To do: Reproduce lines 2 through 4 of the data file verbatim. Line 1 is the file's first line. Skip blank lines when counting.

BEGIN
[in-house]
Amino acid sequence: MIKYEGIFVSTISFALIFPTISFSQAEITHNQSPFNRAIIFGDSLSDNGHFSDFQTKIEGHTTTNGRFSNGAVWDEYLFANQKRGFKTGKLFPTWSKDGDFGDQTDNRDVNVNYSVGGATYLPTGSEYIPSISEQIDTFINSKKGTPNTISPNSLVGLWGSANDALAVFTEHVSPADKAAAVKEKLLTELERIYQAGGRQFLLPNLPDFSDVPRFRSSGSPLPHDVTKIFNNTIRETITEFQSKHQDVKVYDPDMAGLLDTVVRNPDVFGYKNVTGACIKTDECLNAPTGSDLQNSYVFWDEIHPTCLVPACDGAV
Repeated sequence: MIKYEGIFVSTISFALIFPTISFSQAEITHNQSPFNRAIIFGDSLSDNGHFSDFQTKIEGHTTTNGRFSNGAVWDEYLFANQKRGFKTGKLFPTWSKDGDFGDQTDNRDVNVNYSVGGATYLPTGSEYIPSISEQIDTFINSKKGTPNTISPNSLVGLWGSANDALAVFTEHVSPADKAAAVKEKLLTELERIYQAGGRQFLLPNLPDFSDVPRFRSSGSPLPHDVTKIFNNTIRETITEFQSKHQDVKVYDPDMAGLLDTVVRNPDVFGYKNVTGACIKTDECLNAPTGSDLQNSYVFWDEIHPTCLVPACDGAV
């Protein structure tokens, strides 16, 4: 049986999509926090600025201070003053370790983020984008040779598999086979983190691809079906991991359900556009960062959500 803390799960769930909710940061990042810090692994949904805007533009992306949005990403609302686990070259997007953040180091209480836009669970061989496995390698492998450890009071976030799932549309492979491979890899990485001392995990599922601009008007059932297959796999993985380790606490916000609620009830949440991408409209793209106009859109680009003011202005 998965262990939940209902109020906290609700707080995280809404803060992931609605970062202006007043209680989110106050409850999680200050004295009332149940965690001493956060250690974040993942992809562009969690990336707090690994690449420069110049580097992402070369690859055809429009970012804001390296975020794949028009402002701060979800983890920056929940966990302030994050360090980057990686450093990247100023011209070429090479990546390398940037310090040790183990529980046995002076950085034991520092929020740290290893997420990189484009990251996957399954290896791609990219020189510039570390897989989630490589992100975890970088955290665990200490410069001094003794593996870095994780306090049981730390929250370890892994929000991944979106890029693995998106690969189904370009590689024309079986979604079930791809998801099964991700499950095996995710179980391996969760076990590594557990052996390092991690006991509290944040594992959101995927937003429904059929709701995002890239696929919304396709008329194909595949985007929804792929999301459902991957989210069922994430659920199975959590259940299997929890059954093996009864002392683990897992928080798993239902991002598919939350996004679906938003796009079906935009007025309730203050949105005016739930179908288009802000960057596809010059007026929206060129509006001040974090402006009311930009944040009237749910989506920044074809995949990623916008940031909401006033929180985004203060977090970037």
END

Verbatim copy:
Amino acid sequence: MIKYEGIFVSTISFALIFPTISFSQAEITHNQSPFNRAIIFGDSLSDNGHFSDFQTKIEGHTTTNGRFSNGAVWDEYLFANQKRGFKTGKLFPTWSKDGDFGDQTDNRDVNVNYSVGGATYLPTGSEYIPSISEQIDTFINSKKGTPNTISPNSLVGLWGSANDALAVFTEHVSPADKAAAVKEKLLTELERIYQAGGRQFLLPNLPDFSDVPRFRSSGSPLPHDVTKIFNNTIRETITEFQSKHQDVKVYDPDMAGLLDTVVRNPDVFGYKNVTGACIKTDECLNAPTGSDLQNSYVFWDEIHPTCLVPACDGAV
Repeated sequence: MIKYEGIFVSTISFALIFPTISFSQAEITHNQSPFNRAIIFGDSLSDNGHFSDFQTKIEGHTTTNGRFSNGAVWDEYLFANQKRGFKTGKLFPTWSKDGDFGDQTDNRDVNVNYSVGGATYLPTGSEYIPSISEQIDTFINSKKGTPNTISPNSLVGLWGSANDALAVFTEHVSPADKAAAVKEKLLTELERIYQAGGRQFLLPNLPDFSDVPRFRSSGSPLPHDVTKIFNNTIRETITEFQSKHQDVKVYDPDMAGLLDTVVRNPDVFGYKNVTGACIKTDECLNAPTGSDLQNSYVFWDEIHPTCLVPACDGAV
């Protein structure tokens, strides 16, 4: 049986999509926090600025201070003053370790983020984008040779598999086979983190691809079906991991359900556009960062959500 803390799960769930909710940061990042810090692994949904805007533009992306949005990403609302686990070259997007953040180091209480836009669970061989496995390698492998450890009071976030799932549309492979491979890899990485001392995990599922601009008007059932297959796999993985380790606490916000609620009830949440991408409209793209106009859109680009003011202005 998965262990939940209902109020906290609700707080995280809404803060992931609605970062202006007043209680989110106050409850999680200050004295009332149940965690001493956060250690974040993942992809562009969690990336707090690994690449420069110049580097992402070369690859055809429009970012804001390296975020794949028009402002701060979800983890920056929940966990302030994050360090980057990686450093990247100023011209070429090479990546390398940037310090040790183990529980046995002076950085034991520092929020740290290893997420990189484009990251996957399954290896791609990219020189510039570390897989989630490589992100975890970088955290665990200490410069001094003794593996870095994780306090049981730390929250370890892994929000991944979106890029693995998106690969189904370009590689024309079986979604079930791809998801099964991700499950095996995710179980391996969760076990590594557990052996390092991690006991509290944040594992959101995927937003429904059929709701995002890239696929919304396709008329194909595949985007929804792929999301459902991957989210069922994430659920199975959590259940299997929890059954093996009864002392683990897992928080798993239902991002598919939350996004679906938003796009079906935009007025309730203050949105005016739930179908288009802000960057596809010059007026929206060129509006001040974090402006009311930009944040009237749910989506920044074809995949990623916008940031909401006033929180985004203060977090970037």